It’s Parrot Season in Cleveland

On Opening Day, Edwin Encarnacion made his presence immediately felt with his new team. With Cleveland down a run, one out in the eighth, and Matt Bush on the mound, Encarnacion homered to tie the game in Arlington. It was his second hit — in just his fourth plate appearance — for his new team. By WPA, it was the biggest play of the game to that point (it would end the day as the second-biggest). By the time he came up for his fifth plate appearance, Cleveland had pulled ahead by three runs, and they would go away winners. Unfortunately, Encarnacion wouldn’t hit another homer for 13 games. In the 12 games between those homers, he would hit just .182/.308/.205 (48 wRC+) in a 53-PA stretch that had some Cleveland fans feeling a whole lot of buyer’s remorse.

Fortunately, Encarnacion hasn’t maintained that horrid performance all season. In fact, as the calendar has flipped to June, he’s been on fire. His 228 wRC+ for the month is tops in the majors, and his 132 wRC+ for the season is now 32nd among qualified hitters. In case you hadn’t noticed that he was heating up, he punctuated the hot streak yesterday with two homers off of Twins starter Kyle Gibson, accounting for the only three runs Cleveland would require to secure both the win and also four-game road sweep of the Twins. He then tacked on an RBI single and a sac fly just for fun, which made him responsible for driving in all five Cleveland runs on the day. Not bad. And the home runs were pretty, to boot, both landing in Target Field’s second deck.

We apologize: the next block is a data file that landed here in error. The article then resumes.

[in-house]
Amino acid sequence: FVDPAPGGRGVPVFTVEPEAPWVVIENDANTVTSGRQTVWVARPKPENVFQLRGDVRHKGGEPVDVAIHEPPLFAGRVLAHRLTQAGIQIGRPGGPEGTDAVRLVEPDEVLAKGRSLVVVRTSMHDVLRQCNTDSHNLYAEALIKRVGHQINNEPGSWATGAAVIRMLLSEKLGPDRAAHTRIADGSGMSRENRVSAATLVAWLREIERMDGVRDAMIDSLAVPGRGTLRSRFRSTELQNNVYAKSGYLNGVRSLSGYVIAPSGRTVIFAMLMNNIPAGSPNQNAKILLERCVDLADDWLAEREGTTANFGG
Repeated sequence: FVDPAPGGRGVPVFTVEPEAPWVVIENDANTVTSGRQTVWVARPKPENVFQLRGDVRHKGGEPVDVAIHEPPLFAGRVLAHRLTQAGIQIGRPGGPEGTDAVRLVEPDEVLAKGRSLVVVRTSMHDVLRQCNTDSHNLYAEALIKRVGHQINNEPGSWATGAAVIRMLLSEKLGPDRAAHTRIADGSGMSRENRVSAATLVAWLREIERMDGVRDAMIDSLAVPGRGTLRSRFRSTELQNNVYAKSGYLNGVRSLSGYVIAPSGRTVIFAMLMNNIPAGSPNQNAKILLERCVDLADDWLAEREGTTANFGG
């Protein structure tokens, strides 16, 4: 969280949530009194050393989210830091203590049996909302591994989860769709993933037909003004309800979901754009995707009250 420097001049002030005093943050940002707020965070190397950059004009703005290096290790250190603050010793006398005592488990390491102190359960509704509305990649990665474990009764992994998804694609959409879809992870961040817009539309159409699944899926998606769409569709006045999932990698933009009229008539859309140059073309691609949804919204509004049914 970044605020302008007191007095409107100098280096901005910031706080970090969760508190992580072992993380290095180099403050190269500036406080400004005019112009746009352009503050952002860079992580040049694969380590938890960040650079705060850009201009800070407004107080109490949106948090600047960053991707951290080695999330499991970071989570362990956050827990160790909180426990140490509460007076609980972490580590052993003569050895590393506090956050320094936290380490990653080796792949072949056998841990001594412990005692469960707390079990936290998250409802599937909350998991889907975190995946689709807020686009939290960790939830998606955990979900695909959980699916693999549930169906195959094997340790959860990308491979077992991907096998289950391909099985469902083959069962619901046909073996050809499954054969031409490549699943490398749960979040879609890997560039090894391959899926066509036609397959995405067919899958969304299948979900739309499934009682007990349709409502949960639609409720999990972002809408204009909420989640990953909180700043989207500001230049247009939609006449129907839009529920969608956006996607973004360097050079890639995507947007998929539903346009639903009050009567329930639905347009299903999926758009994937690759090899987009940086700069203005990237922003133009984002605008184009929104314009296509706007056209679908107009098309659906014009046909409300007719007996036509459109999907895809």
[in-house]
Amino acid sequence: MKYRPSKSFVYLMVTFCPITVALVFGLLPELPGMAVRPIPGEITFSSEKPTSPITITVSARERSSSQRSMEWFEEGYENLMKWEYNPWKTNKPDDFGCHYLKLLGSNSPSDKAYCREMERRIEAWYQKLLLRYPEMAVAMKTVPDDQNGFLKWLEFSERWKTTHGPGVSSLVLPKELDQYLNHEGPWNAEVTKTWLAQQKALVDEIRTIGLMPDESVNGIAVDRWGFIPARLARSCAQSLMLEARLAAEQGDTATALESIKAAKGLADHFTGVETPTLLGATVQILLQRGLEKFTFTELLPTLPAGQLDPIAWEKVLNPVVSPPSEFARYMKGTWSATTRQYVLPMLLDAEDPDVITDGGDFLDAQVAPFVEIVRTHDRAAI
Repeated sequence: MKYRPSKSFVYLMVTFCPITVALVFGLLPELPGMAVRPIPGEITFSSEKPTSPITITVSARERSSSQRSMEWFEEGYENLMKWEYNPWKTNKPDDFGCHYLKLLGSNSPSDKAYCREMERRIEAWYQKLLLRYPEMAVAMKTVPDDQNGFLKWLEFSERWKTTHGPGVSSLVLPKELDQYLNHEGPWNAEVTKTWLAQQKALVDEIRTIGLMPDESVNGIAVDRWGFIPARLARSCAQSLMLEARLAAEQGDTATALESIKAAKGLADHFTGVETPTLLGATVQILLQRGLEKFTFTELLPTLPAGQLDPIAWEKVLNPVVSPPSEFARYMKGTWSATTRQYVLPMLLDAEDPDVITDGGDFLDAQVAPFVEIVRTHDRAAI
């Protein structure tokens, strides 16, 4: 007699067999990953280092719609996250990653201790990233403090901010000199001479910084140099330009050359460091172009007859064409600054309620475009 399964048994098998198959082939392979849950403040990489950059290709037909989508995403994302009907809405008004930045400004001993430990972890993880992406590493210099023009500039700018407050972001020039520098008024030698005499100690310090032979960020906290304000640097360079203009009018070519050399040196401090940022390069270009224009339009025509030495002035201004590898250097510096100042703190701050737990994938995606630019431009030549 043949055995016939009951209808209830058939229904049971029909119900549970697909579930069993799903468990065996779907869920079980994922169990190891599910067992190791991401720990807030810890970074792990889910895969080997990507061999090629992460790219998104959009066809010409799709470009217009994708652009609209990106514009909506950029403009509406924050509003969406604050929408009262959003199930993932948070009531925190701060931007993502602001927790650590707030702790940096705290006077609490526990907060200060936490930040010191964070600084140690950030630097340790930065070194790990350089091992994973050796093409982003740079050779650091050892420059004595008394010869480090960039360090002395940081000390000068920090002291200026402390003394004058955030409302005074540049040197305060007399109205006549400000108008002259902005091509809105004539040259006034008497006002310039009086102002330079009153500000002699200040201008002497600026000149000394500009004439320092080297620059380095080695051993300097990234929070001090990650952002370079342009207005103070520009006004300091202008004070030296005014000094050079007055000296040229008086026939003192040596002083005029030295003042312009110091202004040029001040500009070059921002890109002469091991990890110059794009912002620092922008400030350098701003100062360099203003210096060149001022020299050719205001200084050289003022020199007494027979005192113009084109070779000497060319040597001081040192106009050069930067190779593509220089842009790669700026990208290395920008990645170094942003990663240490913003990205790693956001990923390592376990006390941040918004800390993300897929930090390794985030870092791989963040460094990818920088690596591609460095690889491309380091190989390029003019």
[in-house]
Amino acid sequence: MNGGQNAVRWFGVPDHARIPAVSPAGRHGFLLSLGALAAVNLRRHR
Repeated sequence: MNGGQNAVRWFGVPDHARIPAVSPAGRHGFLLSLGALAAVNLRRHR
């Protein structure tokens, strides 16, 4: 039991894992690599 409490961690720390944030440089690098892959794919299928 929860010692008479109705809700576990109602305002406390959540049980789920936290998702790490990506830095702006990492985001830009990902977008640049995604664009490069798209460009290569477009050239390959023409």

Encarnacion allows his parrot to perch after his first homer on Sunday.

At the season’s outset, Encarnacion was a little timid. He swung at fewer than 40% of the pitches he saw, and he wasn’t connecting on pitches out of the strike zone. For the month, his 41.3% out-of-zone contact rate was the eighth lowest in the game among qualified hitters. To say this is uncharacteristic for Encarnacion would be an understatement. For his career, he makes contact on 65.8% of pitchers outside the strike zone, and he has regularly been in the high 60s-70% range. Sure enough, his O-Contact% rose in May to 56.1%, and it’s a very nice 69.0% for June. The key here is that he isn’t swinging at more pitches outside the zone, he’s just been making contact on more of them, which suggests he is zeroing in.

Conversely, while he’s not connecting on more pitches within the strike zone, he’s swinging at more of them. Maintaining the same zone contact rate while swinging at a higher percentage of those pitches is also pretty great. His overall contact rate has increased from 67.2% in April to 75.1% in May to 79.0% for June. With that, his strikeout rate has dropped from 33.0% to 21.2% to 12.1%.

It hasn’t just been Encarnacion, of course. Jose Ramirez has been great all season (23rd in wRC+), and his 187 wRC+ for the month is also worthy of praise. For the past seven days, he’s been even hotter than Encarnacion, running a 325 wRC+ to Encarnacion’s 260. Plenty of their other position players have really heated up as a whole in the past week as well. It’s small sample size city to be sure, but in the past seven days, Michael Brantley, Lonnie Chisenhall, Erik Gonzalez, Jason Kipnis, Austin Jackson and Bradley Zimmer all ran at least a 147 wRC+. Roberto Perez ran a 91 wRC+, which doesn’t sound like much, but for him it’s pretty incredible, as it only brings his season wRC+ up to 20. (Side note: Perez is apparently safe in his job with this putrid batting line, but with phenom Francisco Mejia rocking Double-A, hopefully it’s the last season in which Cleveland fans need to watch him hit grounder after useless grounder.)